As the daughter of a diplomat, she was raised in Lebanon, lived in Saudi Arabia’s Eastern Province, finished high school in Tehran, Iran, and graduated from university in Beirut, Lebanon before gaining an MA from the University of Texas at Austin. In the Department of State and in the private sector, she has worked in Syria, Yemen, Iraq, Afghanistan, Jerusalem, Egypt, Saudi Arabia, Cyprus, Ethiopia, and Micronesia as well as nine years in the private sector working regionally from Morocco through Pakistan. Ms. Cummings was Deputy Chief of Mission in the Federated States of Micronesia, Pol/Econ Section Chief, Refugee Coordinator, Economic Section Chief, POLAD (CJTF-OIR, JSOC, and MND-S), Political Officer, and Consular Officer. She speaks Arabic and French.
Major General Gerald Strickland
Major General Gerald (known as Gez) Strickland is a Deputy Commanding General of III Armored Corps in Fort Hood, Texas, a post he has held since May 2019. During his time with III Corps he has deployed to Iraq and Syria as the Deputy Commander (Strategy) of the Combined Joint Task Force on Operation Inherent Resolve.
Raised in Hong Kong, and educated in England, he joined the British Army’s Royal Gurkha Rifles before attending university. His initial period as an infantry officer saw him specialize in jungle warfare and air maneuver operations.
In his early career he deployed on operations to Northern Ireland during the troubles, to East Timor as part of the international force to oversee the withdrawal of Indonesian troops and the beginning of independence, and to Bosnia to oversee the implementation of the Dayton agreement. He was also involved in the generation of British forces for the first two years of Operation Iraqi Freedom.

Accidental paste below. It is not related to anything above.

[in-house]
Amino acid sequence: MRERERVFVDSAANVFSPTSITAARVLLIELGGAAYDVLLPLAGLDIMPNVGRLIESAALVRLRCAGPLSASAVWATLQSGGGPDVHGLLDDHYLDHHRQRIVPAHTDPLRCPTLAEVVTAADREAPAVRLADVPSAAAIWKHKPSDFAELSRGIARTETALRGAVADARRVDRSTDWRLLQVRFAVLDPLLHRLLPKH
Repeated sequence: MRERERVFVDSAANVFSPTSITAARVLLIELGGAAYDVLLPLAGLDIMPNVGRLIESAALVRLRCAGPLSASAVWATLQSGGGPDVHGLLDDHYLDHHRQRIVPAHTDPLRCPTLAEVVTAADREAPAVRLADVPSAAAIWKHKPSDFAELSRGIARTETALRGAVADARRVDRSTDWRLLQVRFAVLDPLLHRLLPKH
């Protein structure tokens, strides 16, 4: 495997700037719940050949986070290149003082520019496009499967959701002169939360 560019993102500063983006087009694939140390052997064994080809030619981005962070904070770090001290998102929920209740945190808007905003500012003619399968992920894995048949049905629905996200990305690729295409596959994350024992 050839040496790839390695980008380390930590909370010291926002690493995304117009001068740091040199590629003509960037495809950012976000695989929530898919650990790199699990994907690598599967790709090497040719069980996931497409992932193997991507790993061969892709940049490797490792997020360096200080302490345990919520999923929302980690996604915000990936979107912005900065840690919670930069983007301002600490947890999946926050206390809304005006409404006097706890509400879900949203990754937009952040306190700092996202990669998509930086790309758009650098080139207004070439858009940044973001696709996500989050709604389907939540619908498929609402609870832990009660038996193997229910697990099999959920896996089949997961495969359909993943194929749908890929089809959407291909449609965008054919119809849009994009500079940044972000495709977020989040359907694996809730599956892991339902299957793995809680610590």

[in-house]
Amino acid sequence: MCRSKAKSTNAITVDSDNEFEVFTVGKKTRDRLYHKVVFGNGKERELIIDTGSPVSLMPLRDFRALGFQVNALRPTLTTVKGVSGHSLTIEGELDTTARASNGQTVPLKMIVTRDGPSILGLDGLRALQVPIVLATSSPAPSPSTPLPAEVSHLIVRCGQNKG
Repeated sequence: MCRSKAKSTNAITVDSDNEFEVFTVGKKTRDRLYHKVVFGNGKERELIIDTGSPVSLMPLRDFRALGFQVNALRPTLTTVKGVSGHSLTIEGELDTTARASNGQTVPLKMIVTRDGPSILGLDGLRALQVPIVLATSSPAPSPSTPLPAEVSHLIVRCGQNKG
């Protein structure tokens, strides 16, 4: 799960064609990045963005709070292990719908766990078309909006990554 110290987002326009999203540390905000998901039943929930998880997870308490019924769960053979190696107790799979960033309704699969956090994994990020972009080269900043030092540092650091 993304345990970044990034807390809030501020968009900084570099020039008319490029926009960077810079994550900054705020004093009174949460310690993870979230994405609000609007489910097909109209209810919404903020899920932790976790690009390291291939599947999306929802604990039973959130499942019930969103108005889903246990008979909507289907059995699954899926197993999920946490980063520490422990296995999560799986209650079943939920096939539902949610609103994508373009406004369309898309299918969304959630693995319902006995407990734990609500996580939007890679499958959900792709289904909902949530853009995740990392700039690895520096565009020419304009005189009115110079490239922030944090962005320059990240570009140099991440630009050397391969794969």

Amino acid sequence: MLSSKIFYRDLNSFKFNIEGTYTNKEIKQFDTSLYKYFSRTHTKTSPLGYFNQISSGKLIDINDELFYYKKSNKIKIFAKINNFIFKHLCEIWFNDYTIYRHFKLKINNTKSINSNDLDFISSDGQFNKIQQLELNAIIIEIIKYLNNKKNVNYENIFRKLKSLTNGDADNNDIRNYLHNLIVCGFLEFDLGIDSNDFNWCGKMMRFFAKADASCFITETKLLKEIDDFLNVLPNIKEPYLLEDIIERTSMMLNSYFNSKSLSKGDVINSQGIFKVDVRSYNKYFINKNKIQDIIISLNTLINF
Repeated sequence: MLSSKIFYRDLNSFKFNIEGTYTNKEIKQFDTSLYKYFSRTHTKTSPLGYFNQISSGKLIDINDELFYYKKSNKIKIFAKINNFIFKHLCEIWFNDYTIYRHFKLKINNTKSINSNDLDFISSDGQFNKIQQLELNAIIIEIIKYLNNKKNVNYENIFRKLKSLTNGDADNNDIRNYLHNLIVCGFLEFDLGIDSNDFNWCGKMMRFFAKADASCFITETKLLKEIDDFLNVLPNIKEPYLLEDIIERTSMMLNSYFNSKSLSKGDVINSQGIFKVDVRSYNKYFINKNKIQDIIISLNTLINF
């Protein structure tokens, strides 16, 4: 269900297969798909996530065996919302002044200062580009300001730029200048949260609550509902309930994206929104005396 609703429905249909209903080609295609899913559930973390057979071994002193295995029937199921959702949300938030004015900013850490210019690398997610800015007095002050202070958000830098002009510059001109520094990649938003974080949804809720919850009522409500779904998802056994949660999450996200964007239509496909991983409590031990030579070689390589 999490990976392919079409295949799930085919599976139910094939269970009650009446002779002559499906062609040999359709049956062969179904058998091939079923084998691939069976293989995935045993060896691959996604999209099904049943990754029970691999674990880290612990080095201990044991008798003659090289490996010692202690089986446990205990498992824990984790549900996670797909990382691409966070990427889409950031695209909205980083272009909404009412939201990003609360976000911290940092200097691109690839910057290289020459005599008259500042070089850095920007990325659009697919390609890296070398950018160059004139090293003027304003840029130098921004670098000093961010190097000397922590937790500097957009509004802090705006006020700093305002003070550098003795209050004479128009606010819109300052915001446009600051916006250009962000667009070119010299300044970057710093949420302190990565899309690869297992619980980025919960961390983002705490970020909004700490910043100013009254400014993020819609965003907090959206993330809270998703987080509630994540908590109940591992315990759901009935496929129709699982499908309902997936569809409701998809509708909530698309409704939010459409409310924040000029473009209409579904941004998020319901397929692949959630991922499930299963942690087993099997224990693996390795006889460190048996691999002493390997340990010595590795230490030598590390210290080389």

He has deployed twice to Afghanistan, as a battalion second-in-command in the air maneuver role, and as a battalion commander in a ground holding role, for which he was awarded the Distinguished Service Order. He then commanded the UK’s 4th Infantry Brigade (The Black Rats) during a period of NATO and EU commitments. This role also involved defense engagement in North Africa, and responsibility for the British Army in the North East of England.
He has held staff appointments in the British Army’s headquarters, looking after force generation and organizational structures. He has also been Military Assistant to CG Allied Rapid Reaction Corps (then based in Germany), and an Instructor at the British Joint Services Staff College. Most recently he was Head of Operations in the UK Ministry of Defense, with responsibility for shaping political direction, crisis management and issuing direction for the conduct of all UK military operations.
He was honored to be appointed as Colonel of the Royal Gurkha Rifles in February 2016, an additional role that he still holds, and which enables him to do something to repay a debt of gratitude to the fantastic soldiers from Nepal who serve the British Army with such distinction.
He enjoys cycling, swimming and kayaking – ever increasing distances, at ever decreasing speeds.